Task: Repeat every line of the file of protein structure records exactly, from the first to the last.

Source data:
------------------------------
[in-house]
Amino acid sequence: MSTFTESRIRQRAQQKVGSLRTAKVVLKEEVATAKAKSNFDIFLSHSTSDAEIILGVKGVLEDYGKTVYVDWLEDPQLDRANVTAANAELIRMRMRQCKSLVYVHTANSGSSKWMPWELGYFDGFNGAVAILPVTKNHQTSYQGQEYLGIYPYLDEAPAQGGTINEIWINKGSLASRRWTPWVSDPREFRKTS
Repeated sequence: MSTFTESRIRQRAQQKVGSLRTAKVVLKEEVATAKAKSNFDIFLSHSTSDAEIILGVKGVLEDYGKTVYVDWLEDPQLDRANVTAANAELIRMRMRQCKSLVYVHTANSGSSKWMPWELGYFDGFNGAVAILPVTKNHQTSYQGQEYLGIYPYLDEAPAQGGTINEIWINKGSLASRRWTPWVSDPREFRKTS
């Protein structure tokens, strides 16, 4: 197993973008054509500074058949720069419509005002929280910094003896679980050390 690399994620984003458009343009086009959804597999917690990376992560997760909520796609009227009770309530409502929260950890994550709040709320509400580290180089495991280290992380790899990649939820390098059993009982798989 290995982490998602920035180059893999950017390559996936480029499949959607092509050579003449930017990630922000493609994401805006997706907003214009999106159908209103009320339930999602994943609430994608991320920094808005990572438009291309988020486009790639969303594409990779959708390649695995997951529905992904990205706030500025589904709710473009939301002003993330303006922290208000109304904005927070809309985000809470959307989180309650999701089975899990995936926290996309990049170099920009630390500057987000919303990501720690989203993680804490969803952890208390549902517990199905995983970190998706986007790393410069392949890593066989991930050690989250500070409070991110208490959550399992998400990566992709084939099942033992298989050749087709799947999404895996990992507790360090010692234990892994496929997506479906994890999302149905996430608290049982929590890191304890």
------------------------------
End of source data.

[in-house]
Amino acid sequence: MSTFTESRIRQRAQQKVGSLRTAKVVLKEEVATAKAKSNFDIFLSHSTSDAEIILGVKGVLEDYGKTVYVDWLEDPQLDRANVTAANAELIRMRMRQCKSLVYVHTANSGSSKWMPWELGYFDGFNGAVAILPVTKNHQTSYQGQEYLGIYPYLDEAPAQGGTINEIWINKGSLASRRWTPWVSDPREFRKTS
Repeated sequence: MSTFTESRIRQRAQQKVGSLRTAKVVLKEEVATAKAKSNFDIFLSHSTSDAEIILGVKGVLEDYGKTVYVDWLEDPQLDRANVTAANAELIRMRMRQCKSLVYVHTANSGSSKWMPWELGYFDGFNGAVAILPVTKNHQTSYQGQEYLGIYPYLDEAPAQGGTINEIWINKGSLASRRWTPWVSDPREFRKTS
């Protein structure tokens, strides 16, 4: 197993973008054509500074058949720069419509005002929280910094003896679980050390 690399994620984003458009343009086009959804597999917690990376992560997760909520796609009227009770309530409502929260950890994550709040709320509400580290180089495991280290992380790899990649939820390098059993009982798989 290995982490998602920035180059893999950017390559996936480029499949959607092509050579003449930017990630922000493609994401805006997706907003214009999106159908209103009320339930999602994943609430994608991320920094808005990572438009291309988020486009790639969303594409990779959708390649695995997951529905992904990205706030500025589904709710473009939301002003993330303006922290208000109304904005927070809309985000809470959307989180309650999701089975899990995936926290996309990049170099920009630390500057987000919303990501720690989203993680804490969803952890208390549902517990199905995983970190998706986007790393410069392949890593066989991930050690989250500070409070991110208490959550399992998400990566992709084939099942033992298989050749087709799947999404895996990992507790360090010692234990892994496929997506479906994890999302149905996430608290049982929590890191304890």